3) Photos would be cool

I will even not decide this on its 1.0 release. If it at least goes clearly into the right direction - I'll give it a try. Since it is a direct (!) successor with direct (!) support for migration from Aperture; I don't see problems with using it for some while besides of Aperture.

This is a very clear plan without any panic or “I'm grumbled with Apple” actions. I still work the way I did the last years; because it did work; because it even did work better than the alternatives. I had and I have the time to actively check for alternatives and if I find one - I will do the switch. I will then know that this will be my way for the coming years and not only for the coming months.

Thats my personal plan. Anyone has to look at this in regard to their own needs.

I see mainly 3 archetypes of Aperture users here - This can never be an exhaustive enumeration of possibilities and I do deliberatly hyperbole the next to get the argument clear. Please take it with humor. In reality, we all are a mixture of all of those:

1) The working professional

You are actively working on projects which directly or indirectly bring the money in. You have alot of photos organized and access to them is not only of personal value. If you grab into the archive to work on something, this is actually a new project, because the old ones are already finished and delivered/used.

2) The amateur

You love your hobby and you spend alot of time with it. You have a big personal collection of photos. You find good feeling in digging your archive and working on old photos. You have a tendency to be a perfectionist, which means that you never find an end.

3) The family guy

You do alot of photos of family, vacation, events and so on. You don't have the time to work on all those photos. They need to be organized in a good way though.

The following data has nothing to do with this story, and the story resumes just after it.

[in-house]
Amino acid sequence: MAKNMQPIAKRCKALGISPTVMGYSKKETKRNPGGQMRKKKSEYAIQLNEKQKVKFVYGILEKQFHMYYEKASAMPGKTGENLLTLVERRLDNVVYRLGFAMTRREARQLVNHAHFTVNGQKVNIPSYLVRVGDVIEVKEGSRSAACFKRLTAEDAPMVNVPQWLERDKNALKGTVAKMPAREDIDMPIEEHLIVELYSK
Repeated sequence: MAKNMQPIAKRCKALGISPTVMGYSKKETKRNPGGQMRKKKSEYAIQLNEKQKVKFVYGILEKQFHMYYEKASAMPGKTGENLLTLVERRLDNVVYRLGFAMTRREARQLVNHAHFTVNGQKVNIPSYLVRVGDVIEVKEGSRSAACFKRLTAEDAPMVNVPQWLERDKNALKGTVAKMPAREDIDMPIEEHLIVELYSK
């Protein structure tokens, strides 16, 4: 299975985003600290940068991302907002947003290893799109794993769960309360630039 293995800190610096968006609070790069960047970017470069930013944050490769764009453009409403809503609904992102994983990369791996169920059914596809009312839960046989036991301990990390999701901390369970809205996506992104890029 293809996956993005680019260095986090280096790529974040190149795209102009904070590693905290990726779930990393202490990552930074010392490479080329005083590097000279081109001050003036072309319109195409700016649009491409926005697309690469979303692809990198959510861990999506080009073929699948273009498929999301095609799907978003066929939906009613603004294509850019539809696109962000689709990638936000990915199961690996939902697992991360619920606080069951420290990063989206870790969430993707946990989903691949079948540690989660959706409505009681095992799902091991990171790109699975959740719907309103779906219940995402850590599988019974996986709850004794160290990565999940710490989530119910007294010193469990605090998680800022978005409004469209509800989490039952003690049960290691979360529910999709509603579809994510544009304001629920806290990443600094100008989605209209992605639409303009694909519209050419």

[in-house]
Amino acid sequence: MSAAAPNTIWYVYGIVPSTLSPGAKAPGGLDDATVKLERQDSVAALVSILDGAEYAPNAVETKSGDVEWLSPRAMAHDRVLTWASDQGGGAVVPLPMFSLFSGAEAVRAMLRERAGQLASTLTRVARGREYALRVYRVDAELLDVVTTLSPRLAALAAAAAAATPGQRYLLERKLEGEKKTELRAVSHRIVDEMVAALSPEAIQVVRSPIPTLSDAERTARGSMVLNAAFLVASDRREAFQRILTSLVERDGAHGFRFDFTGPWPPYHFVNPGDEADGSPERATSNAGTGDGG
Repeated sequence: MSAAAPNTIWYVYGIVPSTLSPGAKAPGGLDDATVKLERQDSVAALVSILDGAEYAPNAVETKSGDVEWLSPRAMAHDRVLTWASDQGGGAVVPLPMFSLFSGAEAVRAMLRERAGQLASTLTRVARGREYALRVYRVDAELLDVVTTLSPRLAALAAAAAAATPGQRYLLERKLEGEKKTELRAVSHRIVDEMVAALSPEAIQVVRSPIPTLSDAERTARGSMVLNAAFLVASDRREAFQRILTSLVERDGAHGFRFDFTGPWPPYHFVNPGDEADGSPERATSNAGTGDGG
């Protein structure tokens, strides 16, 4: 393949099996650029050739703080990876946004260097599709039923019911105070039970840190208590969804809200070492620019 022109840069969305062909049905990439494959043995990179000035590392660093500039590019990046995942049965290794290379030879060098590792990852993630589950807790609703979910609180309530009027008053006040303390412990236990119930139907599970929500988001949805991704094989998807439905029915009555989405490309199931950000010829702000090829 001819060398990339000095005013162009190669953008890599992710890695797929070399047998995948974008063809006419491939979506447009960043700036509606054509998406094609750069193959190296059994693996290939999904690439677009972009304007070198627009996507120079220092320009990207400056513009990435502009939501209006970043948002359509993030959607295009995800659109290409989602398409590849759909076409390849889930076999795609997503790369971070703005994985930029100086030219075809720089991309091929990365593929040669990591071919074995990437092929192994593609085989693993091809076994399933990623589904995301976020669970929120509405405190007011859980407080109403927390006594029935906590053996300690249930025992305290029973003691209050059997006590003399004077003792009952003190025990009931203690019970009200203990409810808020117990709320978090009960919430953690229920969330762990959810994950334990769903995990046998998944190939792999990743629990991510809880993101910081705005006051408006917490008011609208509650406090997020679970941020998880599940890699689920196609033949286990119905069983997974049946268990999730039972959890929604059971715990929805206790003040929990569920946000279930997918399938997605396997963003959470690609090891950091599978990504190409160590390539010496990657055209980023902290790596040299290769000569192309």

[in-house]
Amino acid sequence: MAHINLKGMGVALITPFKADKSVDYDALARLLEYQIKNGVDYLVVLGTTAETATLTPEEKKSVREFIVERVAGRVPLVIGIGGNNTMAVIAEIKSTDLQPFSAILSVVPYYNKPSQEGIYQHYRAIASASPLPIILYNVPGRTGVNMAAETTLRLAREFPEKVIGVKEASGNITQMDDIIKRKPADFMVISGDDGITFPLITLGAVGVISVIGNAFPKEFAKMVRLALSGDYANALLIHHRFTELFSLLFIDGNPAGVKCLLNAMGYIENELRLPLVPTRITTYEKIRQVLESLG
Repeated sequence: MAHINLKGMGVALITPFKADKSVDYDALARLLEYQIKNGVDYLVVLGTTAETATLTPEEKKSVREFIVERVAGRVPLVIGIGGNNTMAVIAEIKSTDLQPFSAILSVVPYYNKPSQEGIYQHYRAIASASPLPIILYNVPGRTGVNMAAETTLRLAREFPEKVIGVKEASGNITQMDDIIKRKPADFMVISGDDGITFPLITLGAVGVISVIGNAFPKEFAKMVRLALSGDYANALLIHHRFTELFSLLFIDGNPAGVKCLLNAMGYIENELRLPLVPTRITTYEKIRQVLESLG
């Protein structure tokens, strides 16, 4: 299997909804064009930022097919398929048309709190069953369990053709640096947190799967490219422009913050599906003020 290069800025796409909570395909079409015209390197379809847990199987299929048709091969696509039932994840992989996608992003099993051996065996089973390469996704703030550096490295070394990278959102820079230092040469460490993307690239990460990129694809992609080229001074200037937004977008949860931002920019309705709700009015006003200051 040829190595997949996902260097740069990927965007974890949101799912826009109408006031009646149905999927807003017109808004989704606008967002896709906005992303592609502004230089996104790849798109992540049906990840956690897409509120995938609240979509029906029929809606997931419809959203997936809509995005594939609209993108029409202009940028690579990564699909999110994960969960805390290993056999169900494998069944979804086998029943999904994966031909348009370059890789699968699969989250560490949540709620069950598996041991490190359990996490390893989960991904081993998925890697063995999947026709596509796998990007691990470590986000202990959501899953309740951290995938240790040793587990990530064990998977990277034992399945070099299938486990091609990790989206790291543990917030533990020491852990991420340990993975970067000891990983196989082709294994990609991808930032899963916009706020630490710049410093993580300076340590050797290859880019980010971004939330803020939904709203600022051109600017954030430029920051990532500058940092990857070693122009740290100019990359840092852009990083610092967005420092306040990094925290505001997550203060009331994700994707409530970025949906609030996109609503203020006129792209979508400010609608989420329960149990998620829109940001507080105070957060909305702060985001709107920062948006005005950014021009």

The Options:

The working professional is like a driver on the fast lane: You do never pull the steering wheel quickly because such a move can quickly lead to a critical accident. Changing a years old workflow is nothing you change out of a mood. He will ensure that his archives stay accessible and he will continuously optimze his future workflow.

The amateur has all options. Working time is no cost but pleasure. He can today switch to LR and tomorrow to C1 and after that to the next thing en vogue.

The family guy has no time. He doesn't want to try out all options. He wants to know now what to use and stick with that. If it doesn't work it will cost him time he actually doesn't have.

My personal tips:

The working professional should stick to Aperture with his archive as long as this is technically possible. He should always have an open eye to alternatives, which would optimize his workflow. New options need to be evaluated - which is not possible in some days or weeks.

The amateur can do what he wants. There are no strict rules. There is no “wrong”. Actually - there is only one wrong: Not having good backups.